Thanks brf set up advice

Thanks brf set up advice

Postby MOON » Sun Nov 10, 2019 5:02 pm

I was doing research on vtf and vta adjustments and came across some advice by brf on fine tuning both of these adjustments here

viewtopic.php?f=12&t=7545&p=23554&hilit=Vertical+tracking+angle#p23554

Anyway, I did the vta adjustments in increments like Brent suggested and was shocked at the differences that makes. I can now say this is the best I have heard my system. And to think excellent sound is just waiting for you with aa bit of effort. Thanks Brent for your knowledge you share day in and out for us on the forum here. Greatly appreciated!!
Greg
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Re: Thanks brf set up advice

Postby Johnny » Mon Nov 11, 2019 9:16 pm

BIG +1

He has helped me out numerous times. Always generous with his time. He even helped my VPI dealer with a bearing upgrade to my Avenger Reference table.

Moderating/ administrating a forum is a thankless job!
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Re: Thanks brf set up advice

Postby Mat » Fri Nov 22, 2019 4:06 am

BRF is the best! +1
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Re: Thanks brf set up advice

Postby Golear » Sat Nov 23, 2019 3:15 am

I'll just add this slight modification to Brf's technique for dialing in the VTA (RTH). I got this from a retired master machinist and audiophile, (initials: CL).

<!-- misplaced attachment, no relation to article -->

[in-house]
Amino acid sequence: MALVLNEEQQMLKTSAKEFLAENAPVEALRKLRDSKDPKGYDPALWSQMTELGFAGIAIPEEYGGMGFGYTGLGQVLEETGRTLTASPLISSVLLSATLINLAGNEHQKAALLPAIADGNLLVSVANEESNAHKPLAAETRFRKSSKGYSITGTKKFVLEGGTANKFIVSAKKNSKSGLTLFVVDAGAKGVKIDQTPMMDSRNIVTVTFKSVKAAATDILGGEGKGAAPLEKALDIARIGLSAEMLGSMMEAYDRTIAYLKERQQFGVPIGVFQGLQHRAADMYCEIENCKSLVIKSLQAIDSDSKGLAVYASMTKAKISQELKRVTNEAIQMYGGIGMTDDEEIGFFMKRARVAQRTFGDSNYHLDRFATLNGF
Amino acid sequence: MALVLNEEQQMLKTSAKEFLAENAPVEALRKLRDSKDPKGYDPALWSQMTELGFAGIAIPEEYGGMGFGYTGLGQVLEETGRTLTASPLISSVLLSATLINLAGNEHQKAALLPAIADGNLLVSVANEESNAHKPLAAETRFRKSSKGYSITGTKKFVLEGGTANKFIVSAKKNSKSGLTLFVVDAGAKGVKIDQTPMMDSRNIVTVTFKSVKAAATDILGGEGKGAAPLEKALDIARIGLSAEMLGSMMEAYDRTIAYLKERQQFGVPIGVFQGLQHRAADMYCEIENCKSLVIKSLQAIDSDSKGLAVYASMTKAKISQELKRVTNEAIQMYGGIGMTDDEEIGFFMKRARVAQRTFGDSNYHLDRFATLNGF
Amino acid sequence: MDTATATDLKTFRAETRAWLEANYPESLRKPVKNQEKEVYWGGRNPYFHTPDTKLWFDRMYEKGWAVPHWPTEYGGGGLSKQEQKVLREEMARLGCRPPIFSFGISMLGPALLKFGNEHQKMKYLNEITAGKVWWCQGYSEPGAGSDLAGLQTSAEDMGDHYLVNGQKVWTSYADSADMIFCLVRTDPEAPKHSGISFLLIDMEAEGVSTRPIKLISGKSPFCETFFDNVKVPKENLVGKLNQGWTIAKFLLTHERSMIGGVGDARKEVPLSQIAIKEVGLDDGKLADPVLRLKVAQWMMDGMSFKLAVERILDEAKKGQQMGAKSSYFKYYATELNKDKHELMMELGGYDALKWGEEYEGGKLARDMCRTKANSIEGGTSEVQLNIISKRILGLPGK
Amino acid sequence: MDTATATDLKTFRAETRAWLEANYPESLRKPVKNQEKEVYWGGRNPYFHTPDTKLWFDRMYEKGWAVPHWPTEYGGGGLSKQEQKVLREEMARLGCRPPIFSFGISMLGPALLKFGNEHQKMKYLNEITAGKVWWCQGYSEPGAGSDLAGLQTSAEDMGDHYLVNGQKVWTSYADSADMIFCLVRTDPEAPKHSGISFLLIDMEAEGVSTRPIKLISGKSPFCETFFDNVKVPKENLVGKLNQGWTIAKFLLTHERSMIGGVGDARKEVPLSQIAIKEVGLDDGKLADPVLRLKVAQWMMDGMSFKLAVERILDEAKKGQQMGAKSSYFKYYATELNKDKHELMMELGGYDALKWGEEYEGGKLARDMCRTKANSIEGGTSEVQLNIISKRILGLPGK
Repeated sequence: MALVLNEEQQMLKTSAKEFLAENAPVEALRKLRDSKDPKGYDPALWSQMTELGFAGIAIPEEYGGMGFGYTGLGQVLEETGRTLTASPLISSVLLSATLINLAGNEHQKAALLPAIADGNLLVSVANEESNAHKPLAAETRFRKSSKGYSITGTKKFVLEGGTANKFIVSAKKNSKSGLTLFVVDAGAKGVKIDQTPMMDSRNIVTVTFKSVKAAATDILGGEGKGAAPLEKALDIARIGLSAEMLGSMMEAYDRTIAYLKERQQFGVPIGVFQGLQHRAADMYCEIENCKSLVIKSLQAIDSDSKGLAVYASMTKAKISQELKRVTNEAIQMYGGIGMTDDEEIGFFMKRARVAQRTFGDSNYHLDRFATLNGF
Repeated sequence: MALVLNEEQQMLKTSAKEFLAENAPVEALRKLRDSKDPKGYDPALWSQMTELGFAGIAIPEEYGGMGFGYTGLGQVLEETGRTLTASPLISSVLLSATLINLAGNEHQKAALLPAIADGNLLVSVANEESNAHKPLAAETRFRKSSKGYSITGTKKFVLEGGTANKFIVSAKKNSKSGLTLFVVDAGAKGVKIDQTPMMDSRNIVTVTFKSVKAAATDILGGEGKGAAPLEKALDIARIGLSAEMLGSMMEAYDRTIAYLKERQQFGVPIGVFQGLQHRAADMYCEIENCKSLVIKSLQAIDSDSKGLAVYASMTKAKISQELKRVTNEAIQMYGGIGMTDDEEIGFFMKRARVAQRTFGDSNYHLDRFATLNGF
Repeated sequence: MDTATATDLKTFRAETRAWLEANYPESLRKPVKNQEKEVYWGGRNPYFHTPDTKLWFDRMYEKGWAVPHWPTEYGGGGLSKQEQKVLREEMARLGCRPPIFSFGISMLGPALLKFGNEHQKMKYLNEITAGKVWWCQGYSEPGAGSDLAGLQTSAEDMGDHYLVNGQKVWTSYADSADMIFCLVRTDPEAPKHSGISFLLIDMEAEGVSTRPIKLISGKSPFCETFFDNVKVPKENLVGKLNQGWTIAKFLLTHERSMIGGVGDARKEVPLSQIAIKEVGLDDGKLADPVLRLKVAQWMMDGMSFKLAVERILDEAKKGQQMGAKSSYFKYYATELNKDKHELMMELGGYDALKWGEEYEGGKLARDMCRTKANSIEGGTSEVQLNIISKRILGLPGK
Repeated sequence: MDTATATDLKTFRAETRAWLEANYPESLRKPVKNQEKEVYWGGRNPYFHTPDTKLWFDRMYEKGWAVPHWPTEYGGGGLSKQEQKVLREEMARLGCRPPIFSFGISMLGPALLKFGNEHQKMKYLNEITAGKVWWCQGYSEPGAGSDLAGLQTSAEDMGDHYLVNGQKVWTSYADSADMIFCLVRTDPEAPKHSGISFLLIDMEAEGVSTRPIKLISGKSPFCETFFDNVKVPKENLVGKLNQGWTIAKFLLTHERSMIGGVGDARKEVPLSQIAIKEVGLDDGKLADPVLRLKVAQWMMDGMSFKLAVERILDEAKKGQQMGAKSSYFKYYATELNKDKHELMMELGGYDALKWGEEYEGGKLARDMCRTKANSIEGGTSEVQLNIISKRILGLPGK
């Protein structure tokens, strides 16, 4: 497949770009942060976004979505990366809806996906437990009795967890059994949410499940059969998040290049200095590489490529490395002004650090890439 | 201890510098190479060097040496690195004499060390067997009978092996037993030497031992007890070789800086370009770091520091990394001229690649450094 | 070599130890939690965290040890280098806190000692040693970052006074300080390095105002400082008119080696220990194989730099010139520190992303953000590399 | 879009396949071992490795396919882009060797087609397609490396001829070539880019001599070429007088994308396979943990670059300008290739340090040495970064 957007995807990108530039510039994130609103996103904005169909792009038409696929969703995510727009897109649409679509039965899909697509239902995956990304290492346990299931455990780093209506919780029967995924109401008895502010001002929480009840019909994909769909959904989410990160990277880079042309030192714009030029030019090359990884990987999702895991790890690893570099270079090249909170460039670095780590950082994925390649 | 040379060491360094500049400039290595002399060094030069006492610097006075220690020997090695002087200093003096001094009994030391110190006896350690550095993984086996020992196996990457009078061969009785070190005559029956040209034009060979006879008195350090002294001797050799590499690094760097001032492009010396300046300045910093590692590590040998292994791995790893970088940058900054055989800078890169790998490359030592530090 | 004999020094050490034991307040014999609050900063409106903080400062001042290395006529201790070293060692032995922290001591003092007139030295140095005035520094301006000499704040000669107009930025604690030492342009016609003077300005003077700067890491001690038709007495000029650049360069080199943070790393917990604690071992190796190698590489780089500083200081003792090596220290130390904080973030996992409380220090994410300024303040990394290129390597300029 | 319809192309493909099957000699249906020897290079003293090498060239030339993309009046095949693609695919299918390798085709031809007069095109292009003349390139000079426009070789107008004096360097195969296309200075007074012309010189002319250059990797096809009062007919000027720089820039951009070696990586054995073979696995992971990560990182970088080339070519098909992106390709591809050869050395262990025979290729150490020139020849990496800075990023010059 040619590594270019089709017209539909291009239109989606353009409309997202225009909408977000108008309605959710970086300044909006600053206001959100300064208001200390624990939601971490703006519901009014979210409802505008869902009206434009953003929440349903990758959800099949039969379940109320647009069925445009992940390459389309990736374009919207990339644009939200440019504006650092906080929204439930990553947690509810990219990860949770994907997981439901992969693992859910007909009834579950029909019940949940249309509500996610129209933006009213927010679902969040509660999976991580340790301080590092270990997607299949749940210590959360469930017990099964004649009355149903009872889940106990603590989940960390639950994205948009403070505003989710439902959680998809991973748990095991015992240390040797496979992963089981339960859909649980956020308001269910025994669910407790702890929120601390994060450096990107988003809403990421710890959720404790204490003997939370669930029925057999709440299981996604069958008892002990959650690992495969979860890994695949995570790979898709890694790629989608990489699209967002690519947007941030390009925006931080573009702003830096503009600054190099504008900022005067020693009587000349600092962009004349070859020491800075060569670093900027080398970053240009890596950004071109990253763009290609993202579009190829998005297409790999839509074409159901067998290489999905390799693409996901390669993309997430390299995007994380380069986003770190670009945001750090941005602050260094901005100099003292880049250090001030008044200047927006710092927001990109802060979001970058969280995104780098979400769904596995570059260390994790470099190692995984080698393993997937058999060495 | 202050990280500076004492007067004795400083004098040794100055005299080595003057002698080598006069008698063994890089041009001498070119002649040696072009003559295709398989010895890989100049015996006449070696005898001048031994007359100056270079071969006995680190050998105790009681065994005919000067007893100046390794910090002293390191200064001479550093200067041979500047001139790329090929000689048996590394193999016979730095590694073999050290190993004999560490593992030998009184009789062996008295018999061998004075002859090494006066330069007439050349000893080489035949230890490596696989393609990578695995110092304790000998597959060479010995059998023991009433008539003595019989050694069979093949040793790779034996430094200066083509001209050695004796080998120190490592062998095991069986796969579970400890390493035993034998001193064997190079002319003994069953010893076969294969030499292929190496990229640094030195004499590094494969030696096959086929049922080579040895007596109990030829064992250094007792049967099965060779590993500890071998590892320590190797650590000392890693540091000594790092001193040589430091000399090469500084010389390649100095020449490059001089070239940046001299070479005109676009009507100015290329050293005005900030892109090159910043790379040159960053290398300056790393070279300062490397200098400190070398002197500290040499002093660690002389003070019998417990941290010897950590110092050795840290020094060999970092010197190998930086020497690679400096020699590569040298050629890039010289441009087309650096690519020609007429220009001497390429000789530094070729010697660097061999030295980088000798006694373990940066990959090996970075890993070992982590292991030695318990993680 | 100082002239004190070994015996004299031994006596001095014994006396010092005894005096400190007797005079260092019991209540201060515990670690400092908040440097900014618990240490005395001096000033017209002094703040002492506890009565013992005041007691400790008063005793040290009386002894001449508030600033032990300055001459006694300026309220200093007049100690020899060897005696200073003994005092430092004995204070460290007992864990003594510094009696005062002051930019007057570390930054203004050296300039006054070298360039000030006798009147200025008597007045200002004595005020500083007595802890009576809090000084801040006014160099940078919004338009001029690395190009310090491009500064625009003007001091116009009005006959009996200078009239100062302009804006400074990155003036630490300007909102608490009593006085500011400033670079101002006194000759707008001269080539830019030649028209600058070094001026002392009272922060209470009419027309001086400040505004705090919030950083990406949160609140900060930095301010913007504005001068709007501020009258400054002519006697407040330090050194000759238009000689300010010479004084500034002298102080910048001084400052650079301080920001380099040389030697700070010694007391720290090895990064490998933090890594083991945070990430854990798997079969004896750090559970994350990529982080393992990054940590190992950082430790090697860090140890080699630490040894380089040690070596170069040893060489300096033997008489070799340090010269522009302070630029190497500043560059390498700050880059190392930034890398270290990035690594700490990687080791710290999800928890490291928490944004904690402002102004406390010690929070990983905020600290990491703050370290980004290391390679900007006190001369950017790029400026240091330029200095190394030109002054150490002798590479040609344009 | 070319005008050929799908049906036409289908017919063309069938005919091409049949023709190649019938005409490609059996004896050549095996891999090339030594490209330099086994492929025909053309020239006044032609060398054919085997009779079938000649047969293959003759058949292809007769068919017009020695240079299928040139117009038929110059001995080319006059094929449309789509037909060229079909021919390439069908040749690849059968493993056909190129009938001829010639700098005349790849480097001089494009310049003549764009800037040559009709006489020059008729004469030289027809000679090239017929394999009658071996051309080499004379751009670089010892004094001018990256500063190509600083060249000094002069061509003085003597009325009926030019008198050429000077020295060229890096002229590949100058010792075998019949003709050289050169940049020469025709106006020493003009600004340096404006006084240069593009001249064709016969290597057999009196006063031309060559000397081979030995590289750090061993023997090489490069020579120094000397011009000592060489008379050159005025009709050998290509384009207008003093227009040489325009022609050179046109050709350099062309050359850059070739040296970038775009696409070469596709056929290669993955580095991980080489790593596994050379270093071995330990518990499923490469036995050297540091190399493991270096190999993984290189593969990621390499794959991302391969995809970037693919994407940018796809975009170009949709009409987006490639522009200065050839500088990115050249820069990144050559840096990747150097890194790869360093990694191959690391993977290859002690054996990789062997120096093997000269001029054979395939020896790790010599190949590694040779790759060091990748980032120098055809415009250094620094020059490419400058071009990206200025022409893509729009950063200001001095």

There's some "play" in any geared system. And this is true for VPI tonearms as it's true for lathes and drill presses, and even CNC machines. The trick is to work with this play, rather than battle it.

Adjust the VTA(RTH) tower so that it's definitely lower than what you want it to be.
You'd probably have started at a higher setting, so you've reduced the RTH until it's definitely lower than what you want it to be.
Then listen to the sound, according to what Brf mentioned. You can also check the height of the soundstage, particularly the height of the singer, or whether the kick drum is at the floor (correct), or seeming to float a few centimeters above the floor (incorrect).
Since we're starting with the RTH too low, we'll want to increase the RTH. So turn the knob by a certain amount. The first adjustment will "take up" the play. It could be half a turn, or a quarter turn. I recommend a quarter turn.
Listen again. Then increase the RTH by half or quarter turn again.
Repeat the listening check.
Then increase again by half or quarter turn.

At some point, you'll go too far. When you do, note the marking on the scale. Then turn the RTH down by one full turn. This first turn will "take up" the play. And then repeat the process by quarter turns until you get back to where you want things to be. Again, the first turn you make in the opposite direction will "take up" the play.

The key is to account for the "play" in the mechanism.

The thing to be avoided is to raise the RTH up and then down, then up and then down again. And so on. The play in the thread mechanism will drive you nuts. So set it too low (or too high) then raise (or lower) in stages until you get the to where you need the RTH to be. In my experience, I can't really hear differences within 1/4 turn. But some cartridges are extraordinarily sensitive to VTA/RTH. Especially the ones that cost $20,000.

Hope this makes sense.

It also helps if you have a remote control knob turner, so you can make small adjustments from your listening position. :-)
(It's also got to be pure analog, with a long wire, rather than using Bluetooth or IR or some other wireless link.)
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